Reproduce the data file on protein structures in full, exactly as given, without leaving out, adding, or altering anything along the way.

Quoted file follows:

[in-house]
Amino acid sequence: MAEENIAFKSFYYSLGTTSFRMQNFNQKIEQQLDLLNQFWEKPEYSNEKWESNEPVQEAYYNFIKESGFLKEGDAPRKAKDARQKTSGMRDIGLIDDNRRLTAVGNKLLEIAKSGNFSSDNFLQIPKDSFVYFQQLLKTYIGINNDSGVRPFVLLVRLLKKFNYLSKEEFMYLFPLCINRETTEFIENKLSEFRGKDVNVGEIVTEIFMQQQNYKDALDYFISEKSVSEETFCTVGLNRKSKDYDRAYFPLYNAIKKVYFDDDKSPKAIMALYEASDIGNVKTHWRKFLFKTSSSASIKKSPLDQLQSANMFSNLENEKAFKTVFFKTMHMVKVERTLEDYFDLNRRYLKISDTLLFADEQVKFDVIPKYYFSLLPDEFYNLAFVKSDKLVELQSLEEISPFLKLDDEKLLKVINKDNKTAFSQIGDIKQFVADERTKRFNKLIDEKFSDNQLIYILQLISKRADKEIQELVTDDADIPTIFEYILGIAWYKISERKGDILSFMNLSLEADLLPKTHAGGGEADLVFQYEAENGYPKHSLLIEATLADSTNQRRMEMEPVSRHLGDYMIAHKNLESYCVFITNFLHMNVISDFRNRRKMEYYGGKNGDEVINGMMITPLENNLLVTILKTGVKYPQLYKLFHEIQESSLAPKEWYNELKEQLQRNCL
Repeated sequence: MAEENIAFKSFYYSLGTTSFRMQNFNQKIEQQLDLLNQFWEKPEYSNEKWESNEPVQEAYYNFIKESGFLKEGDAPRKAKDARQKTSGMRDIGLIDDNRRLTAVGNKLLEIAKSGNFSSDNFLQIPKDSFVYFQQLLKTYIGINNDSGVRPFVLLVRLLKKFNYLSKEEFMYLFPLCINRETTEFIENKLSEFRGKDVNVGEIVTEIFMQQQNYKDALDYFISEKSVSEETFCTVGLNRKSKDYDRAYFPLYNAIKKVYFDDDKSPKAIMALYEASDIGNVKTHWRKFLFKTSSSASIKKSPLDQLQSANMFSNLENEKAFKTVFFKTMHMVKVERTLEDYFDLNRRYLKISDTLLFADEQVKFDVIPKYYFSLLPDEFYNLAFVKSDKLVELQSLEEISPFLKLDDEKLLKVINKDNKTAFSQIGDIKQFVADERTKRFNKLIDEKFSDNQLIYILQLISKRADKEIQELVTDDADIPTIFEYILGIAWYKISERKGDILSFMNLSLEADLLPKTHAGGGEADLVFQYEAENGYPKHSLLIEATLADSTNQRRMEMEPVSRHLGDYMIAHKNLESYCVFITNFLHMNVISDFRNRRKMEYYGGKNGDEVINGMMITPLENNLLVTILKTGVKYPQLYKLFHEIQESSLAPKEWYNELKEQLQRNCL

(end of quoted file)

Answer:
[in-house]
Amino acid sequence: MAEENIAFKSFYYSLGTTSFRMQNFNQKIEQQLDLLNQFWEKPEYSNEKWESNEPVQEAYYNFIKESGFLKEGDAPRKAKDARQKTSGMRDIGLIDDNRRLTAVGNKLLEIAKSGNFSSDNFLQIPKDSFVYFQQLLKTYIGINNDSGVRPFVLLVRLLKKFNYLSKEEFMYLFPLCINRETTEFIENKLSEFRGKDVNVGEIVTEIFMQQQNYKDALDYFISEKSVSEETFCTVGLNRKSKDYDRAYFPLYNAIKKVYFDDDKSPKAIMALYEASDIGNVKTHWRKFLFKTSSSASIKKSPLDQLQSANMFSNLENEKAFKTVFFKTMHMVKVERTLEDYFDLNRRYLKISDTLLFADEQVKFDVIPKYYFSLLPDEFYNLAFVKSDKLVELQSLEEISPFLKLDDEKLLKVINKDNKTAFSQIGDIKQFVADERTKRFNKLIDEKFSDNQLIYILQLISKRADKEIQELVTDDADIPTIFEYILGIAWYKISERKGDILSFMNLSLEADLLPKTHAGGGEADLVFQYEAENGYPKHSLLIEATLADSTNQRRMEMEPVSRHLGDYMIAHKNLESYCVFITNFLHMNVISDFRNRRKMEYYGGKNGDEVINGMMITPLENNLLVTILKTGVKYPQLYKLFHEIQESSLAPKEWYNELKEQLQRNCL
Repeated sequence: MAEENIAFKSFYYSLGTTSFRMQNFNQKIEQQLDLLNQFWEKPEYSNEKWESNEPVQEAYYNFIKESGFLKEGDAPRKAKDARQKTSGMRDIGLIDDNRRLTAVGNKLLEIAKSGNFSSDNFLQIPKDSFVYFQQLLKTYIGINNDSGVRPFVLLVRLLKKFNYLSKEEFMYLFPLCINRETTEFIENKLSEFRGKDVNVGEIVTEIFMQQQNYKDALDYFISEKSVSEETFCTVGLNRKSKDYDRAYFPLYNAIKKVYFDDDKSPKAIMALYEASDIGNVKTHWRKFLFKTSSSASIKKSPLDQLQSANMFSNLENEKAFKTVFFKTMHMVKVERTLEDYFDLNRRYLKISDTLLFADEQVKFDVIPKYYFSLLPDEFYNLAFVKSDKLVELQSLEEISPFLKLDDEKLLKVINKDNKTAFSQIGDIKQFVADERTKRFNKLIDEKFSDNQLIYILQLISKRADKEIQELVTDDADIPTIFEYILGIAWYKISERKGDILSFMNLSLEADLLPKTHAGGGEADLVFQYEAENGYPKHSLLIEATLADSTNQRRMEMEPVSRHLGDYMIAHKNLESYCVFITNFLHMNVISDFRNRRKMEYYGGKNGDEVINGMMITPLENNLLVTILKTGVKYPQLYKLFHEIQESSLAPKEWYNELKEQLQRNCL